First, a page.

I want to thank Frank Wessling for his invitation to share our thoughts on a “post-Christian” era, which was issued on the Opinions page of The Catholic Messenger on April 23.
I was fortunate to live and work for the American Chamber of Commerce in Paris in the 1970s. I can attest to the fact that the Cathedral of Notre Dame often seemed more like a museum than a sacred space. Tourists constantly drifted in and out and among the side chapels with cameras whirring and greatly outnumbered worshipers in the central nave. Completed over 700 years ago, it was a Catholic city of God in the springtime of our faith.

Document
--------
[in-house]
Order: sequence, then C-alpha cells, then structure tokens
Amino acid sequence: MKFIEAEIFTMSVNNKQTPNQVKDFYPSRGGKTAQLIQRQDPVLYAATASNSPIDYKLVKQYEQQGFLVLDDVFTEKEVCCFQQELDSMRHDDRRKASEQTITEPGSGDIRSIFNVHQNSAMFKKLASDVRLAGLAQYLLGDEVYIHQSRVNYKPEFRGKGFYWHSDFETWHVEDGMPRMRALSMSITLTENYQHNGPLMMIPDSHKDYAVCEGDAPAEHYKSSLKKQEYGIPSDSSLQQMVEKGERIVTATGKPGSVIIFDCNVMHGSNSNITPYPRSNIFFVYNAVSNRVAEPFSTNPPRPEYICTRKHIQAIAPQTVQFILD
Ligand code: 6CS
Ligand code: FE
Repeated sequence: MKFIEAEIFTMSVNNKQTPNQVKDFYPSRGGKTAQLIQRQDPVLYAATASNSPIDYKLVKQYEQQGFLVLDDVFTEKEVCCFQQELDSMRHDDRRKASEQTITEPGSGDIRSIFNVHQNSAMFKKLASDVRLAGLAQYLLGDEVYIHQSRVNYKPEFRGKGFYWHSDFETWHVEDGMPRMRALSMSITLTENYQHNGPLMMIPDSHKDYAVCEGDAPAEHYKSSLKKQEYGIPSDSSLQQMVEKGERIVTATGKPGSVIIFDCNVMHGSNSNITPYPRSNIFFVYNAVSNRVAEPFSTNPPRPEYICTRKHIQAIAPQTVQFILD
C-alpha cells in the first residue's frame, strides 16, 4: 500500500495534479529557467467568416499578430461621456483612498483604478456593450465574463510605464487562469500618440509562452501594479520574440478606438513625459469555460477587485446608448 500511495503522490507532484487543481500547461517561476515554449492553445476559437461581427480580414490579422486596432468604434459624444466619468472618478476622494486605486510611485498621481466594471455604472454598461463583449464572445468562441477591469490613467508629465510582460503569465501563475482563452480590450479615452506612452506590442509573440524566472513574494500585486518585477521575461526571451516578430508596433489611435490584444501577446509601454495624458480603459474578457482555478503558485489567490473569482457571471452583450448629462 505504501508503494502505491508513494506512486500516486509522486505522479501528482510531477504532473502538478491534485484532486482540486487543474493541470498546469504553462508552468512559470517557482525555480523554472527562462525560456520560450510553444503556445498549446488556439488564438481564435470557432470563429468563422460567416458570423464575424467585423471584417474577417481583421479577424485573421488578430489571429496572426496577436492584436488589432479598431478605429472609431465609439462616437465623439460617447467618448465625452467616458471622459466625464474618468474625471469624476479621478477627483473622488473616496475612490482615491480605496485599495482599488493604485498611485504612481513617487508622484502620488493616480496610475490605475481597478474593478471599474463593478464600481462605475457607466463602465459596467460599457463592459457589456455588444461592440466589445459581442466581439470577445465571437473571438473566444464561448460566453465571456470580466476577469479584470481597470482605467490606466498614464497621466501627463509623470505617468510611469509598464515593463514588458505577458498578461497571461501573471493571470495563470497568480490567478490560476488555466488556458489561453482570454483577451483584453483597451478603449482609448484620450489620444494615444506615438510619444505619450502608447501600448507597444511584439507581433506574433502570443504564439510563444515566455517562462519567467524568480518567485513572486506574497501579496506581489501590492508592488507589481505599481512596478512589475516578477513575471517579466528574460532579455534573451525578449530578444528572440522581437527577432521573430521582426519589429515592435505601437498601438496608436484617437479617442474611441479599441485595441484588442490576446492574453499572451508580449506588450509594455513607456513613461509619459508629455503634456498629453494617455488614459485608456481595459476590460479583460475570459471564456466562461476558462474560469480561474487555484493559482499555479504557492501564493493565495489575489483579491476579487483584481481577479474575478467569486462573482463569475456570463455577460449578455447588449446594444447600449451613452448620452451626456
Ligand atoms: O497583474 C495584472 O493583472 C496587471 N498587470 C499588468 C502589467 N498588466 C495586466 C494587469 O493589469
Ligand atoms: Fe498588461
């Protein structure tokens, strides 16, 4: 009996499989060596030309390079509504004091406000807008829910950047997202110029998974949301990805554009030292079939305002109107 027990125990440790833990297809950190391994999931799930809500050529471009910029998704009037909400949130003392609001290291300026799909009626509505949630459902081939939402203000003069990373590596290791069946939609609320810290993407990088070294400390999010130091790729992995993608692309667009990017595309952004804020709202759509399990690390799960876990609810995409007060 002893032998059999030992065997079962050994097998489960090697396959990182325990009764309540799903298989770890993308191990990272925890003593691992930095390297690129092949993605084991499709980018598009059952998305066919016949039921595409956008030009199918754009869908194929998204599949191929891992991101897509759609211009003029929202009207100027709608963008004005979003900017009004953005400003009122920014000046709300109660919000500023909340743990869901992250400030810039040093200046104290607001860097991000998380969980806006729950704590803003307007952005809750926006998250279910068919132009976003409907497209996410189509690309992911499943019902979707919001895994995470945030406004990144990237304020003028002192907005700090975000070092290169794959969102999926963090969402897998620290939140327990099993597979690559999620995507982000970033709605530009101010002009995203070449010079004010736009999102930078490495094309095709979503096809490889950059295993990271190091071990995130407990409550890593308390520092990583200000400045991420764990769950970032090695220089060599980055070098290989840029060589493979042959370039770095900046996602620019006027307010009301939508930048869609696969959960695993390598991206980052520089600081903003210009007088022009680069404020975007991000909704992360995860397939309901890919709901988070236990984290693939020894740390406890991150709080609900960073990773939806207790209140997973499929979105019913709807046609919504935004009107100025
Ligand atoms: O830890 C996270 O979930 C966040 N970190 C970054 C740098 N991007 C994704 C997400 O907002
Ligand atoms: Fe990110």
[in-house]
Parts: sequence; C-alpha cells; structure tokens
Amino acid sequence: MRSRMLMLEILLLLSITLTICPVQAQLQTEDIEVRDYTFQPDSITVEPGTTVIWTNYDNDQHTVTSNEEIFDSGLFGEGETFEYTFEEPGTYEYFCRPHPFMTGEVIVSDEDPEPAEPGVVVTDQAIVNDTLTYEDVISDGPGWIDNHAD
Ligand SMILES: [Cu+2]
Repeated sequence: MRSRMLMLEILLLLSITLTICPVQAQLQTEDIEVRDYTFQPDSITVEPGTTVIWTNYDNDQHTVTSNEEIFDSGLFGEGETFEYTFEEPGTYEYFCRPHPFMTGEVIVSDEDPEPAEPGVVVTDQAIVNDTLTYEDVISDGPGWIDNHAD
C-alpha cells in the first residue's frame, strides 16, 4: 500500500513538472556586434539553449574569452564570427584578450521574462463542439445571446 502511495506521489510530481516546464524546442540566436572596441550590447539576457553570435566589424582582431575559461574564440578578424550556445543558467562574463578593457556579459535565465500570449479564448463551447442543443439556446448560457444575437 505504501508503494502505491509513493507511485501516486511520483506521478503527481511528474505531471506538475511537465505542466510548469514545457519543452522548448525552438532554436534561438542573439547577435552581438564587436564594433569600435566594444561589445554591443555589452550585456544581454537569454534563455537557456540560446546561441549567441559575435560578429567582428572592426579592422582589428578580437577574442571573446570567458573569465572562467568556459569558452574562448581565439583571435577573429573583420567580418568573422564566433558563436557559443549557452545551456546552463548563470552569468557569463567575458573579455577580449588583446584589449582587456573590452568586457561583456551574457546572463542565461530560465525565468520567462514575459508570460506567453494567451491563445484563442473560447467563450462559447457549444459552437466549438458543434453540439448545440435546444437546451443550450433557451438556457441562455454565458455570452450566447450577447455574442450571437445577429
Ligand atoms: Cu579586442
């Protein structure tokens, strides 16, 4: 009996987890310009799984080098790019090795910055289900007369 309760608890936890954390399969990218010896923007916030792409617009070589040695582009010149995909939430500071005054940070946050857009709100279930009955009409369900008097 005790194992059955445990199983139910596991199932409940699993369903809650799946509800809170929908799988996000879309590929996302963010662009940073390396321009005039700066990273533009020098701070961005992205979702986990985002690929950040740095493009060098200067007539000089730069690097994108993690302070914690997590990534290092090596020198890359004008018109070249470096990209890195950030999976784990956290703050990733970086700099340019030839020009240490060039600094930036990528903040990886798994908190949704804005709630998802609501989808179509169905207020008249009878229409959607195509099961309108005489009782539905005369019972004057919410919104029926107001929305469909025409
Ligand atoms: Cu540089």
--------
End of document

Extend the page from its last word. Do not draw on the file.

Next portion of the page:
Western Christendom has since shattered into thousands of denominations. Scientists and entrepreneurs have become the high priests of our current civilization. But can the spirit be measured in numbers? Many great movements have begun or been carried forward by the few. I sometimes think of modern Roman Catholicism as a kind of impoverished aristocracy. We continue clinging to the land because we know it will endure and give us life even though many of our neighbors have vanished in order to pursue other things. This is no excuse to look down on anyone.
But we do need to look both ahead and behind us and acknowledge the apostolic tradition and truth of our faith. And that spirit remains as alive today in the little jewel of St. Mary’s Church in Nichols, Iowa, as in the great Cathedral of Notre Dame in Paris.